When Isaac was old and his eyes were dim so that he could not see, he called his elder son Esau and said to him, “My son”; and he answered, “Here I am.” He said, “See, I am old; I do not know the day of my death. Now then, take your weapons, your quiver and your bow, and go out to the field, and hunt game for me. Then prepare for me savory food, such as I like, and bring it to me to eat, so that I may bless you before I die.” Now Rebekah was listening when Isaac spoke to his son Esau. So Esau went to the field to hunt for game and bring it.
Rebekah took the best garments of her elder son Esau, which were with her in the house, and put them on her younger son Jacob; and she put the skins of the kids on his hands and on the smooth part of his neck. Then she handed the savory food, and the bread that she had prepared, to her son Jacob.
So he went in to his father, and said, “My father”; and he said, “Here I am; who are you, my son?” Jacob said to his father, “I am Esau your firstborn. I have done as you told me; now sit up and eat of my game, so that you may bless me.” But Isaac said to his son, “How is it that you have found it so quickly, my son?” He answered, “Because the Lord your God granted me success.” Then Isaac said to Jacob, “Come near, that I may feel you, my son, to know whether you are really my son Esau or not.”
So Jacob went up to his father Isaac, who felt him and said, “The voice is Jacob’s voice, but the hands are the hands of Esau.” He did not recognize him, because his hands were hairy like his brother Esau’s hands; so he blessed him. He said, “Are you really my son Esau?” He answered, “I am.” Then he said, “Bring it to me, that I may eat of my son’s game and bless you.” So he brought it to him, and he ate; and he brought him wine, and he drank.
Then his father Isaac said to him, “Come near and kiss me, my son.” So he came near and kissed him; and he smelled the smell of his garments, and blessed him, and said, “Ah, the smell of my son is like the smell of a field that the Lord has blessed. May God give you of the dew of heaven, and of the fatness of the earth, and plenty of grain and wine. Let peoples serve you, and nations bow down to you. Be lord over your brothers, and may your mother’s sons bow down to you. Cursed be everyone who curses you, and blessed be everyone who blesses you!”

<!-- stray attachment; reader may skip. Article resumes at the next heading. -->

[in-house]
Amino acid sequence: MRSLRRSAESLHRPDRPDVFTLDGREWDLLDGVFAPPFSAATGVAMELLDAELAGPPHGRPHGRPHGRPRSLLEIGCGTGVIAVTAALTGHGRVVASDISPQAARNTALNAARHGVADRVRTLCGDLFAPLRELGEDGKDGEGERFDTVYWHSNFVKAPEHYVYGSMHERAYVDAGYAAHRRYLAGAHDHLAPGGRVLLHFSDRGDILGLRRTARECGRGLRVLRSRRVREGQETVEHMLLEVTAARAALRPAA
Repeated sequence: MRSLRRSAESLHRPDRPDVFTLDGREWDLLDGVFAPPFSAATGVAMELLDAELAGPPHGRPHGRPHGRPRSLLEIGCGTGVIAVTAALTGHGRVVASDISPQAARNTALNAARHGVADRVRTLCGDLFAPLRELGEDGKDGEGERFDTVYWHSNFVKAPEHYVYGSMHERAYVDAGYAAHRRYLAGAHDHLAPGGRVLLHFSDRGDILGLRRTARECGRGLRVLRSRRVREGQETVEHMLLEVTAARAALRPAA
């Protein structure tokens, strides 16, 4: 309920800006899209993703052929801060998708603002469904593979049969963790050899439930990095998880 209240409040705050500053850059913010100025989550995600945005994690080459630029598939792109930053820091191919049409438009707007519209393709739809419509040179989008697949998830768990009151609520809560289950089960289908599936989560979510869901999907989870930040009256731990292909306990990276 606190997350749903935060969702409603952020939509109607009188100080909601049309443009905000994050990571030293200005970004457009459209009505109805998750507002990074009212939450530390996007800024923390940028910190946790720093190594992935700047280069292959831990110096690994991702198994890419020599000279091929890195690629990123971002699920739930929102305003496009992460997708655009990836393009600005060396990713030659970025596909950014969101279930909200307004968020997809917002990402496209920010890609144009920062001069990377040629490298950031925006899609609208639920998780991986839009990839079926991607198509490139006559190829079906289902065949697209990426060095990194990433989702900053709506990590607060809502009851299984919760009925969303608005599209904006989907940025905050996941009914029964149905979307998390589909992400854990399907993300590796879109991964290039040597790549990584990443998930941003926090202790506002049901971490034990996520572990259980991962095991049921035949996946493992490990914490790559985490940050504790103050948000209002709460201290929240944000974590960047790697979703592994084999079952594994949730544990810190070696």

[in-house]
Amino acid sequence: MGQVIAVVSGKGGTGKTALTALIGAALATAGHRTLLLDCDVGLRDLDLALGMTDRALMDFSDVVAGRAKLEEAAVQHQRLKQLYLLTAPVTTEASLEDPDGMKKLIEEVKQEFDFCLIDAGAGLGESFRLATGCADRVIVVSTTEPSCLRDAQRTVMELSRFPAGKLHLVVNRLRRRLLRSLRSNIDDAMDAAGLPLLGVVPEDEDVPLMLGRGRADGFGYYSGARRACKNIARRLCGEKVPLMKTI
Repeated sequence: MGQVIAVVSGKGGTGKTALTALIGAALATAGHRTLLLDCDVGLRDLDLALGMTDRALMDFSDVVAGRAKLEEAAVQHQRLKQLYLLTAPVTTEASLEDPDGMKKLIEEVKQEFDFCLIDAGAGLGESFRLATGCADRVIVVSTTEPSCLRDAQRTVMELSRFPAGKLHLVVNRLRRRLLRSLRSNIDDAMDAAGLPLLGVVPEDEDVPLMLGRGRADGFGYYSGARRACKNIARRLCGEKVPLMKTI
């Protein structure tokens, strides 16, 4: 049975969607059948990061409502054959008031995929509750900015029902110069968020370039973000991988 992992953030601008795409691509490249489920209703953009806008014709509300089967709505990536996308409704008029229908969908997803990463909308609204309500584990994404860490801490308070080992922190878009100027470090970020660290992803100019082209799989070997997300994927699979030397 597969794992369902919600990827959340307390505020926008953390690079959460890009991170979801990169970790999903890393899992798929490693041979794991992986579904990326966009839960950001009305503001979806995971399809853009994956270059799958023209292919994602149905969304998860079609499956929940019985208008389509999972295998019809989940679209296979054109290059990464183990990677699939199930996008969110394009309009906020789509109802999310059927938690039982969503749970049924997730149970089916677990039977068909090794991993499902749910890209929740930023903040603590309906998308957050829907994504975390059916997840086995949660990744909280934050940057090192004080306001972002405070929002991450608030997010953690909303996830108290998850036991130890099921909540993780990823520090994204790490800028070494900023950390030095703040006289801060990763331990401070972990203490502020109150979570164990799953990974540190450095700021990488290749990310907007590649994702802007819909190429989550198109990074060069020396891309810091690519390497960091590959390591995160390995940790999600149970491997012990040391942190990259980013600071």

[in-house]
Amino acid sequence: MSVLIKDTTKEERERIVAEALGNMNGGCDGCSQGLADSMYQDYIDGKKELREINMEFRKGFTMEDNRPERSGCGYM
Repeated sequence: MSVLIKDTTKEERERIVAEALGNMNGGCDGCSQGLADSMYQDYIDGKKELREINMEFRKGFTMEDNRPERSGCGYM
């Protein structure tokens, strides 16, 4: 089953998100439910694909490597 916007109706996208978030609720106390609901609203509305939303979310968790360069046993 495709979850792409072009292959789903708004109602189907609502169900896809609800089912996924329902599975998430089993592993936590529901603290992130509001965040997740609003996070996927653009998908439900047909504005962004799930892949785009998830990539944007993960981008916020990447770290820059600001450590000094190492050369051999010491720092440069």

New Revised Standard Version, copyright 1989, by the National Council of the Churches of Christ in the United States of America. Used by permission. All rights reserved. USCCB approved http://www.usccb.org/bible/approved-translations
Along with the great stories of Noah in the flood, Daniel in the furnace and Jonah in the whale, Isaac’s Blessing of Jacob is among the most memorable in the Hebrew Scripture. It is a wonderful and even whimsical story that invokes all of our senses—even smell, touch and taste. Furthermore, the dressing in animal hides and sibling rivalry might resonate with that child which remains a part of us, if only in memory.
Does the story suggest trickery should win the day or that ends can justify deceiving the deceive-able? Perhaps, but what struck me today is that God works through surprises. Sometimes what initially looks unfortunate can turn out well. With hindsight, isn’t this how it often works?
Before their assassinations, the Jesuit martyrs in El Salvador frequently shared their experience of discovering their truest mission only when they came into contact with the poor and suffering. While they initially came from Spain to Central America to help establish a university, they each report that their real mission was gradually and often surprisingly revealed to them through their pastoral encounters with those who were the oppressed.
Good News took on a new power when seen from the perspective of those who had been dealt an unfortunate hand. They approached the poor to render service but came away with the realization that they were the ones served. In this way, our God of surprises continues to unfold salvation history.
-John Sealey is the provincial assistant for social and international ministries for the Chicago-Detroit and Wisconsin Jesuit provinces.
Lord, it can be difficult to abandon ourselves to you with complete trust, allowing the Holy Spirit to be the soul and guide of our lives. We fear that you may force us to strike out on new paths and leave behind our all too narrow, closed and selfish horizons. Lord, increase our faith so we really believe that you want to bring us to a fulfillment that gives true joy and true serenity. Let us dare to be open to your surprises, especially when we anticipate a day filled with the humdrum of everyday life.
—Prayer is based on Pope Francis’ Sermon, May 19, 2013Please share the Good Word with your friends!